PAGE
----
When i know the value "c", How do I find factored numbers "a" and "b" : (a*b) == c (mod N) where, N is bitcoin order

When i know the value "c", How do I find factored numbers "a" and "b" : (a*b) == c (mod N) where, N is bitcoin order.

• It's unclear what "factored numbers" are, and the constraints on $a$ and $b$. What about for example $a=1$ and $b=c$? Or any $a\in[1,c)$ and $b=a^{-1}c\bmod N$? Note: the order of secp256k1 is $N=$0xfffffffffffffffffffffffffffffffebaaedce6af48a03bbfd25e8cd0364141 (just below $2^{256}$), and that matches the example given.
• If the question asks how to find some $a$ and $b$ of known factorization and near 256-bit such that $a\,b\equiv c\pmod N$, that's easy, since most 256-bit integers are easy to factor: pick a random $a\in[1,N)$, compute $b=a^{-1}c\bmod N$ (that's b=pow(a,-1,N)*c%N in python), and factor $a$ and $b$ (or try another $a$ in the unlikely case that turns out to be hard). But I don't see the point.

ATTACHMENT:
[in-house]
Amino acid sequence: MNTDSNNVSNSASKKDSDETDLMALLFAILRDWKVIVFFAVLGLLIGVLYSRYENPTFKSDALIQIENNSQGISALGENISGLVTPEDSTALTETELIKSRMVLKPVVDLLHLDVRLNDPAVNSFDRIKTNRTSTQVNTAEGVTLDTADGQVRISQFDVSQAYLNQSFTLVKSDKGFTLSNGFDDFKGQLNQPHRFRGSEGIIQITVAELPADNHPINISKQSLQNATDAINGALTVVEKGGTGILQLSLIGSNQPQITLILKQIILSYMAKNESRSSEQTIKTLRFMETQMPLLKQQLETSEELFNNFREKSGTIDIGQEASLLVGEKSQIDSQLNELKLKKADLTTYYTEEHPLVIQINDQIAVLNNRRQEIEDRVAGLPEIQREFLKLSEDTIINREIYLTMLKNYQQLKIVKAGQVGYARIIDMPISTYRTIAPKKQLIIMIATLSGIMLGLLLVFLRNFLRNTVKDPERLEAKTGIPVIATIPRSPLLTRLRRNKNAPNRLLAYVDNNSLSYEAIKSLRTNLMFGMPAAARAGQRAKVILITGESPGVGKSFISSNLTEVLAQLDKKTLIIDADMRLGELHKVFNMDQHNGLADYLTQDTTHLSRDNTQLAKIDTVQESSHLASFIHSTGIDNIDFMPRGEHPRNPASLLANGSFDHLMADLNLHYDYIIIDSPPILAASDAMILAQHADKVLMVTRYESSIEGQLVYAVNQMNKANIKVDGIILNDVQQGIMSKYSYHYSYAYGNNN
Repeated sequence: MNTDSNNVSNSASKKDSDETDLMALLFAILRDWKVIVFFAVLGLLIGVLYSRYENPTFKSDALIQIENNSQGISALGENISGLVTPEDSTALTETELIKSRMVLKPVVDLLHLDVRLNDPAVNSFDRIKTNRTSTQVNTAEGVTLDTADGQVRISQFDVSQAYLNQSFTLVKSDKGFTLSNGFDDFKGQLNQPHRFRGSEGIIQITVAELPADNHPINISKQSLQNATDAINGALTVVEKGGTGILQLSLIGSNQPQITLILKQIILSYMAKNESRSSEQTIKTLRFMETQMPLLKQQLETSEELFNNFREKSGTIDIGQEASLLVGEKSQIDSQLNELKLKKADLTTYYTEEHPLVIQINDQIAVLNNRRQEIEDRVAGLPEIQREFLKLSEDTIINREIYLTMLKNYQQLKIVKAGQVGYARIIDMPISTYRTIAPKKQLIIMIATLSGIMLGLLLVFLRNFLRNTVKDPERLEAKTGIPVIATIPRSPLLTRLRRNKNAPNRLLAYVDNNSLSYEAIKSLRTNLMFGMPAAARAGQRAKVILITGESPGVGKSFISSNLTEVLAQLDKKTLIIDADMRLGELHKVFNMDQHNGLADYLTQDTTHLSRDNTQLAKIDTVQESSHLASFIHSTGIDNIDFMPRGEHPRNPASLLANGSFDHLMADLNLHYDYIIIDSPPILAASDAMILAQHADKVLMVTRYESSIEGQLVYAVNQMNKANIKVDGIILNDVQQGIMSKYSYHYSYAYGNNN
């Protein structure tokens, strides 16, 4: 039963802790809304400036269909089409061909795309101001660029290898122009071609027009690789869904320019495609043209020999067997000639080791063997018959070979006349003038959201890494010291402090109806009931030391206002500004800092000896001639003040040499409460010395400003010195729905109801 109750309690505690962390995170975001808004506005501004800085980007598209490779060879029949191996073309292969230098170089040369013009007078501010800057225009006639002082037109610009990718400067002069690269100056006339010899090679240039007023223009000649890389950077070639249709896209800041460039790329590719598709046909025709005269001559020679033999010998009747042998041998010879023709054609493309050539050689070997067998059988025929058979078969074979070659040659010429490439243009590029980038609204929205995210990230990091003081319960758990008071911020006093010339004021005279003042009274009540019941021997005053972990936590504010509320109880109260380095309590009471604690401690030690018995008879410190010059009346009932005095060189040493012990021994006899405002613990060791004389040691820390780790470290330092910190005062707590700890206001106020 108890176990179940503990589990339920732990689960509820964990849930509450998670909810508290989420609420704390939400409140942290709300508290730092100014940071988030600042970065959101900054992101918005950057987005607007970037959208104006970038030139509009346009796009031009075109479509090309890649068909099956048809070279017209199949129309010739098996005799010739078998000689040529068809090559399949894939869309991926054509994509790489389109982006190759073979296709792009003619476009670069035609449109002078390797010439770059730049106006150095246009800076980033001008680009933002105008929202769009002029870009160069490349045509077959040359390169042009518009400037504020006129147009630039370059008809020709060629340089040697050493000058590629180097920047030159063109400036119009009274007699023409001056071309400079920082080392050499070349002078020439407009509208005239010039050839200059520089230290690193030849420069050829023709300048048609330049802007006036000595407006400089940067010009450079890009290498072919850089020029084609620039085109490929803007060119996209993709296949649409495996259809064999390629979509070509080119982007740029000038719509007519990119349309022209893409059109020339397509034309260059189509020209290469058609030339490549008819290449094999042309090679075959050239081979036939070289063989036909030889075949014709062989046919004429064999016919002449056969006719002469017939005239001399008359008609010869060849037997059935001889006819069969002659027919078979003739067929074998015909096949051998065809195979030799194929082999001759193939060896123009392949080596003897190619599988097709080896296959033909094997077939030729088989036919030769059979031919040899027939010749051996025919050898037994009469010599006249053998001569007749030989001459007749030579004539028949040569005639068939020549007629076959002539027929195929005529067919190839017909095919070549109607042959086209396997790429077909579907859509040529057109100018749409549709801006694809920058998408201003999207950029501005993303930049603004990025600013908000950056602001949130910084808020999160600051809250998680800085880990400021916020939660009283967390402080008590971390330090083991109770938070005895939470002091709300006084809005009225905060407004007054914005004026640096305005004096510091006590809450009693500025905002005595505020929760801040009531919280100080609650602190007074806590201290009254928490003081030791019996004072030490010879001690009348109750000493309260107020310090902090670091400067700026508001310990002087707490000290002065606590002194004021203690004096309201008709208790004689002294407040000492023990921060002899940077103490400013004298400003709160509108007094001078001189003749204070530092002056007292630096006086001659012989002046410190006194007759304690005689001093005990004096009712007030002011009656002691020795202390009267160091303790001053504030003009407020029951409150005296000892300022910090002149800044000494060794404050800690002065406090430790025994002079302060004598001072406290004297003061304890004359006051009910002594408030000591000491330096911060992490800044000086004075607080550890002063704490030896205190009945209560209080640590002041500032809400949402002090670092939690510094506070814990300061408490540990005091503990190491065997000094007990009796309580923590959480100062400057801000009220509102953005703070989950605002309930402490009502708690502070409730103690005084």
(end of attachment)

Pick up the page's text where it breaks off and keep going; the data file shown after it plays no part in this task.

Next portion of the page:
• Because $N$ is prime, any integer $a$ such that $0 < a < N$ has a corresponding value $b$ such that $ab \equiv c \pmod{N}$. You can literally just choose one. There is no way to know what $a$ and $b$ values were used by someone to compute $c$ because any nonzero choice of $a$ could have been used. As a simple example, you could choose $a=1$ in which case $b=c$. fgrieu's comment shows how to compute $b$ given $a$. Mar 28 at 18:34